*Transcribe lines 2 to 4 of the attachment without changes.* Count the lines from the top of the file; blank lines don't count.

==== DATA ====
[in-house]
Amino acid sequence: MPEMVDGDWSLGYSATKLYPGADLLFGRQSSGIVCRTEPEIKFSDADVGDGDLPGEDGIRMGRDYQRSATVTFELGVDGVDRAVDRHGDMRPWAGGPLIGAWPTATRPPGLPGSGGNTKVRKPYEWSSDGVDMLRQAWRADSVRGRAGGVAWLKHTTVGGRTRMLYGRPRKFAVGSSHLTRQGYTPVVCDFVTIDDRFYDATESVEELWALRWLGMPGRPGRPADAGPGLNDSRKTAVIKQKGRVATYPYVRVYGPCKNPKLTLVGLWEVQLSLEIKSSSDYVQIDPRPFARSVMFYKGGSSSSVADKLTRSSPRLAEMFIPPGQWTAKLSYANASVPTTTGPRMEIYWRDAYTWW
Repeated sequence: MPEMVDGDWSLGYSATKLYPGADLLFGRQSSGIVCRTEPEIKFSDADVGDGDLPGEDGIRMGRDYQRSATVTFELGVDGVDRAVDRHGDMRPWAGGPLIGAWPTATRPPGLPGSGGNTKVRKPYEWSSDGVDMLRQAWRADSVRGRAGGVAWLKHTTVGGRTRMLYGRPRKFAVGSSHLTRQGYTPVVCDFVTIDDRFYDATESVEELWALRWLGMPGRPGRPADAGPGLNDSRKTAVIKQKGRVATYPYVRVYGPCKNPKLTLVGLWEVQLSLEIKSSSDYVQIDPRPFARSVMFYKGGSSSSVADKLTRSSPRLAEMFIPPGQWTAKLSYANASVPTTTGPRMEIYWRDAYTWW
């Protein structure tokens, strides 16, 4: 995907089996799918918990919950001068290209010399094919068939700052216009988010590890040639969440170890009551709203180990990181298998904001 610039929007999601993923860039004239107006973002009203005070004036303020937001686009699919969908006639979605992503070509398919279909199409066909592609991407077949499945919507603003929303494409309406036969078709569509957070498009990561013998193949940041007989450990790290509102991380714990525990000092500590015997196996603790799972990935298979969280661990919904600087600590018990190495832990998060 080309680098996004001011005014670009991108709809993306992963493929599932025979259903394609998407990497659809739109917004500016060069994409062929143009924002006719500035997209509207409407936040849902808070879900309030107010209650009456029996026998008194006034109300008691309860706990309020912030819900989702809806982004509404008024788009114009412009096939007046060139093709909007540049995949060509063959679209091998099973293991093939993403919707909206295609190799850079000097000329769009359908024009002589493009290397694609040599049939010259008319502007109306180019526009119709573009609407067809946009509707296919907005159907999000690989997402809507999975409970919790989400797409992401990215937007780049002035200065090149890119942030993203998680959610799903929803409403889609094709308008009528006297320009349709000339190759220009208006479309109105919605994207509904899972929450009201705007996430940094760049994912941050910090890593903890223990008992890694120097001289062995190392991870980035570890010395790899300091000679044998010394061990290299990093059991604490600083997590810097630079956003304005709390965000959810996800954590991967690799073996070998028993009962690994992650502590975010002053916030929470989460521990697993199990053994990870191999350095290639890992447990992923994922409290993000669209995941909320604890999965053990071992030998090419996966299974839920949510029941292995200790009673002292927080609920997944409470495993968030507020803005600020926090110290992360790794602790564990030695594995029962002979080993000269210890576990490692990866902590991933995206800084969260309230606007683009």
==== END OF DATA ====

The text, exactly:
Amino acid sequence: MPEMVDGDWSLGYSATKLYPGADLLFGRQSSGIVCRTEPEIKFSDADVGDGDLPGEDGIRMGRDYQRSATVTFELGVDGVDRAVDRHGDMRPWAGGPLIGAWPTATRPPGLPGSGGNTKVRKPYEWSSDGVDMLRQAWRADSVRGRAGGVAWLKHTTVGGRTRMLYGRPRKFAVGSSHLTRQGYTPVVCDFVTIDDRFYDATESVEELWALRWLGMPGRPGRPADAGPGLNDSRKTAVIKQKGRVATYPYVRVYGPCKNPKLTLVGLWEVQLSLEIKSSSDYVQIDPRPFARSVMFYKGGSSSSVADKLTRSSPRLAEMFIPPGQWTAKLSYANASVPTTTGPRMEIYWRDAYTWW
Repeated sequence: MPEMVDGDWSLGYSATKLYPGADLLFGRQSSGIVCRTEPEIKFSDADVGDGDLPGEDGIRMGRDYQRSATVTFELGVDGVDRAVDRHGDMRPWAGGPLIGAWPTATRPPGLPGSGGNTKVRKPYEWSSDGVDMLRQAWRADSVRGRAGGVAWLKHTTVGGRTRMLYGRPRKFAVGSSHLTRQGYTPVVCDFVTIDDRFYDATESVEELWALRWLGMPGRPGRPADAGPGLNDSRKTAVIKQKGRVATYPYVRVYGPCKNPKLTLVGLWEVQLSLEIKSSSDYVQIDPRPFARSVMFYKGGSSSSVADKLTRSSPRLAEMFIPPGQWTAKLSYANASVPTTTGPRMEIYWRDAYTWW
């Protein structure tokens, strides 16, 4: 995907089996799918918990919950001068290209010399094919068939700052216009988010590890040639969440170890009551709203180990990181298998904001 610039929007999601993923860039004239107006973002009203005070004036303020937001686009699919969908006639979605992503070509398919279909199409066909592609991407077949499945919507603003929303494409309406036969078709569509957070498009990561013998193949940041007989450990790290509102991380714990525990000092500590015997196996603790799972990935298979969280661990919904600087600590018990190495832990998060 080309680098996004001011005014670009991108709809993306992963493929599932025979259903394609998407990497659809739109917004500016060069994409062929143009924002006719500035997209509207409407936040849902808070879900309030107010209650009456029996026998008194006034109300008691309860706990309020912030819900989702809806982004509404008024788009114009412009096939007046060139093709909007540049995949060509063959679209091998099973293991093939993403919707909206295609190799850079000097000329769009359908024009002589493009290397694609040599049939010259008319502007109306180019526009119709573009609407067809946009509707296919907005159907999000690989997402809507999975409970919790989400797409992401990215937007780049002035200065090149890119942030993203998680959610799903929803409403889609094709308008009528006297320009349709000339190759220009208006479309109105919605994207509904899972929450009201705007996430940094760049994912941050910090890593903890223990008992890694120097001289062995190392991870980035570890010395790899300091000679044998010394061990290299990093059991604490600083997590810097630079956003304005709390965000959810996800954590991967690799073996070998028993009962690994992650502590975010002053916030929470989460521990697993199990053994990870191999350095290639890992447990992923994922409290993000669209995941909320604890999965053990071992030998090419996966299974839920949510029941292995200790009673002292927080609920997944409470495993968030507020803005600020926090110290992360790794602790564990030695594995029962002979080993000269210890576990490692990866902590991933995206800084969260309230606007683009």